One of the most common calls we get is from employees who have left their jobs, either voluntarily or involuntarily, and are now faced with contractual restrictions stemming from a non-compete agreement they may have signed years earlier. Unfortunately, the answer to the question of whether the restictive covenants are enforceable or not is usually "It depends."
As a general rule, Arizona courts have recognized the need for an employer to protect itself and its customer relationships when an employee leaves and will enforce reasonable agreements that limit a former employee's right to compete with the former employer. There are a number of factors that will be considered by a court in determining whether such an agreement is reasonable, however, and Arizona courts consistently refuse to enforce agreements that are overly broad or overreaching.
Covenants Not To Compete vs. Non-Solicitation Agreements
Many agreements signed by employees include both non-compete provisions as well as provision prohibiting solicitation of customers or former employees. Often, however, an agreement may only address one or the other. A non-compete will preclude the former employee from working in the same business or industry as the same employer, usually within some defined geographic scope and time period. A non-solicitation agreement, on the other hand, will prohibit the former employee from contacting former customers or poaching other employees, but may be less restrictive as to future employment. Whatever the nature of the agreement, it will usually be enforceable unless its restrictions are found to be unreasonable.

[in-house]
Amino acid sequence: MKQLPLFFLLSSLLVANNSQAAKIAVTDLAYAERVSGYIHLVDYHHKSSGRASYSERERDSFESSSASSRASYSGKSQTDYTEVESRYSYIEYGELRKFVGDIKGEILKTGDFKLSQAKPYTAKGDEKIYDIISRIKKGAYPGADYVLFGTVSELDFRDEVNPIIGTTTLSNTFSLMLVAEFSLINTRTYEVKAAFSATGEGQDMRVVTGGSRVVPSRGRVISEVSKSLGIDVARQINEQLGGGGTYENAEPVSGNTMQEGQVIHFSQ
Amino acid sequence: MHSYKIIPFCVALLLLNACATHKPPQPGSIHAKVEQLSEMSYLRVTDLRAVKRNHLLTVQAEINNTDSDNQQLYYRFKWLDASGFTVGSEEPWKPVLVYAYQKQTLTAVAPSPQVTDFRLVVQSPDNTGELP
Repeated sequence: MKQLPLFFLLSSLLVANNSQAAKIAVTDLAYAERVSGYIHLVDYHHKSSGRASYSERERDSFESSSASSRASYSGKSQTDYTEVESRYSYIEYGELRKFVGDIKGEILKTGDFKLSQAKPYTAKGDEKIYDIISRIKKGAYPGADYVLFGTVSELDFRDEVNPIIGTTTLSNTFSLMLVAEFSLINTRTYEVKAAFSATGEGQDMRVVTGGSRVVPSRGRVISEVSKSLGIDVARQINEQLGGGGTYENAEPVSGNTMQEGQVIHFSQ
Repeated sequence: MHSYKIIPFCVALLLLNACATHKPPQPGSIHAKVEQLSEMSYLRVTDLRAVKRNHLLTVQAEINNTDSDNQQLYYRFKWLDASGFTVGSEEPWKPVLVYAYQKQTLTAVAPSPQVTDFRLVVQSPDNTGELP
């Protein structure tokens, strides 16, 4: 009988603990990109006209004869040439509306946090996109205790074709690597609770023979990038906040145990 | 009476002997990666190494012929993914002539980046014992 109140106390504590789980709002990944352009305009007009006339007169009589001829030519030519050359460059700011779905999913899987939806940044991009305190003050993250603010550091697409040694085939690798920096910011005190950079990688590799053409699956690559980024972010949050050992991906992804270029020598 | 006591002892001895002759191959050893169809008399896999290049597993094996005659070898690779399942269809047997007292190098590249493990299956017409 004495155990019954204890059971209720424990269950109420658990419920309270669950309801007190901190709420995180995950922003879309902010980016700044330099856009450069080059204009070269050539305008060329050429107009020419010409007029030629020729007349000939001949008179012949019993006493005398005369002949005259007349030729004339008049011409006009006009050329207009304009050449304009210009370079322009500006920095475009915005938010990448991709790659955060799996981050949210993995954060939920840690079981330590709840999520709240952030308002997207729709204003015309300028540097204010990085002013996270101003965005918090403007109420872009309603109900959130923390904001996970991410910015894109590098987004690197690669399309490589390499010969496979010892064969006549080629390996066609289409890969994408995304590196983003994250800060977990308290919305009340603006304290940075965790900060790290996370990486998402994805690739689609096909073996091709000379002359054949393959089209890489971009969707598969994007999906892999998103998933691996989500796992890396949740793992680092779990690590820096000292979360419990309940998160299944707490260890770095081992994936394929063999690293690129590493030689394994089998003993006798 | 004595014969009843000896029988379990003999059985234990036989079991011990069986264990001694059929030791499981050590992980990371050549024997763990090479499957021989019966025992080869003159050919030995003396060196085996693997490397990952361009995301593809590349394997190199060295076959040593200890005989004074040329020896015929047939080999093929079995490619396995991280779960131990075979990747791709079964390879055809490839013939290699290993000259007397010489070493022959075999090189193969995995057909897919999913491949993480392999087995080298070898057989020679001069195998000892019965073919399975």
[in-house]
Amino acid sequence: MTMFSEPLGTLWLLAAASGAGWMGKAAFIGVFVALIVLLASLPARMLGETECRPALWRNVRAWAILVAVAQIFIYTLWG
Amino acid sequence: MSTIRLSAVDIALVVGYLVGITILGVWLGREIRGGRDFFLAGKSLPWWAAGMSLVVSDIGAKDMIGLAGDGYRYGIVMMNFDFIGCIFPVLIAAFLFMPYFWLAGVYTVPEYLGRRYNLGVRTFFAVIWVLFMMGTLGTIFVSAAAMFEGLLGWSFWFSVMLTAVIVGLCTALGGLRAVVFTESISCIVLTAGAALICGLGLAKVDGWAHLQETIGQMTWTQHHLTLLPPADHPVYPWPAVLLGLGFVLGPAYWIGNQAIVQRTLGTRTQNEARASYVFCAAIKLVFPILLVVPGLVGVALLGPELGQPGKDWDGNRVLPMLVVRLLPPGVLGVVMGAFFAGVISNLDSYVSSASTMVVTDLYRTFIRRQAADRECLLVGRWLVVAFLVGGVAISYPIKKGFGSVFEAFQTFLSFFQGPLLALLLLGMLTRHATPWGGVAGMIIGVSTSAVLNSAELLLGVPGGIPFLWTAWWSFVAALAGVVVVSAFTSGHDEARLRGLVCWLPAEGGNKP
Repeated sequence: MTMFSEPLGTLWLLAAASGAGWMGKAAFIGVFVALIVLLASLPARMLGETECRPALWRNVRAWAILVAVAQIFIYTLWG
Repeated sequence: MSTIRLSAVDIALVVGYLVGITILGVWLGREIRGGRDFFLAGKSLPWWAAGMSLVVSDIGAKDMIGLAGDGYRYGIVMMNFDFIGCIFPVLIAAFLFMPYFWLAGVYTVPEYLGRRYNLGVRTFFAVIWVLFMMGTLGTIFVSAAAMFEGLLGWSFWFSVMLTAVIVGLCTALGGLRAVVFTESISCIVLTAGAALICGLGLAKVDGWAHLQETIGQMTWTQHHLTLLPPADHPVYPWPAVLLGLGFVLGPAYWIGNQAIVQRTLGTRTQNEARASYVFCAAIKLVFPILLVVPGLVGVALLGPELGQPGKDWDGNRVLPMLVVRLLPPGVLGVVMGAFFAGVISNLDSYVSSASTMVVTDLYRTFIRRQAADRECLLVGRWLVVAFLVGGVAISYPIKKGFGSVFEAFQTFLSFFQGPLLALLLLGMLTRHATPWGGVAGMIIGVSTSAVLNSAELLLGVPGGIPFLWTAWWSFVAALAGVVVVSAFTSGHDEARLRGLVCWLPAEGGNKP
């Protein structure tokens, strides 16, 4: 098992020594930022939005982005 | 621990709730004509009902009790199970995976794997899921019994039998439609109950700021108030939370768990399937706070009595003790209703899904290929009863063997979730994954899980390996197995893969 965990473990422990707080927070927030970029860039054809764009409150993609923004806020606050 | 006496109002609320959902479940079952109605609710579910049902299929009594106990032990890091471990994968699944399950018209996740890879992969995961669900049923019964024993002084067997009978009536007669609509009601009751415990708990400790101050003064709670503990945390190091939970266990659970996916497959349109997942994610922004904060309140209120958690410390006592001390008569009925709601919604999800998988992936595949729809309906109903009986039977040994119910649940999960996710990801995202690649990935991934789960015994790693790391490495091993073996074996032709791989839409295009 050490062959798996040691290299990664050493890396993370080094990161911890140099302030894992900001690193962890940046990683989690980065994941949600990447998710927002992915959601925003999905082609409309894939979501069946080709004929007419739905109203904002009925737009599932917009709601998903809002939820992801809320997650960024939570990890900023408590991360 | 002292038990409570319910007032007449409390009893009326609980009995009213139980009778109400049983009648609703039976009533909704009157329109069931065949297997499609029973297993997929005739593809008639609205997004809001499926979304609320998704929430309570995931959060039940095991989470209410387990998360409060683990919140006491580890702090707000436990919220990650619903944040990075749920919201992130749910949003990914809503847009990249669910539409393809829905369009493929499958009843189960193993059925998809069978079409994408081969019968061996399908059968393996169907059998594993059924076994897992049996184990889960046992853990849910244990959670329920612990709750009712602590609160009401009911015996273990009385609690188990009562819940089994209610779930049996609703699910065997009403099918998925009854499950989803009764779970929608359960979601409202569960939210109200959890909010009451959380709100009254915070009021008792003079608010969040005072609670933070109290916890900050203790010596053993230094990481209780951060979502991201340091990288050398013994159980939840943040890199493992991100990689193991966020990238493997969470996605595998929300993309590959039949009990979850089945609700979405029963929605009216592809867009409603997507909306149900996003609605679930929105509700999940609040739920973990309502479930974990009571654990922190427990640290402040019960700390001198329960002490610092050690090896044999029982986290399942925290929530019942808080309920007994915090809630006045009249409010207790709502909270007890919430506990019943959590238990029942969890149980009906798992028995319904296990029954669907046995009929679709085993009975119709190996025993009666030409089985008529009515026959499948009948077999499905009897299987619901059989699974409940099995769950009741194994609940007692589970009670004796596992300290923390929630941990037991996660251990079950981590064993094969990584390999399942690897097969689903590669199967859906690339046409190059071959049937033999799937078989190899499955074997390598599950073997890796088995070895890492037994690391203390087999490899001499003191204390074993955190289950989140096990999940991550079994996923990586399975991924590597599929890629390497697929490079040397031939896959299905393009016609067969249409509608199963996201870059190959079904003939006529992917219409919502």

What Restraints Are Unreasonable In A Non-Compete Agreement?
Unfortunately, in most cases there are no clear guidelines or precedents to help an employee or employer know whether a non-compete agreement will be enforceable. As stated above, such contracts are valid and enforceable but there is a long tradition of judicial disfavor towards a covenant that prevents a person from pursuing gainful employment. That being the case, the burden is typically on the party seeking to enforce the covenant not to compete (the employer) and that party must demonstrate that the restriction is no greater than necessary to protect the employer's legitimate interests and is not outweighed by the potential hardship to the employee and injury to the public.
So Can You Tell Me Whether This Non-Compete Is Enforceable?
Probably Not. A lawyer can review the agreement and provide an opinion of the relative strengths and weeknesses of each case, but every case of this type is different and it is impossible to predict how a court may rule. We can, however, also help you understand the risks and potential costs of violating such an agreement or, from the employer's point of view, of seeking to enforce a non-compete agreement.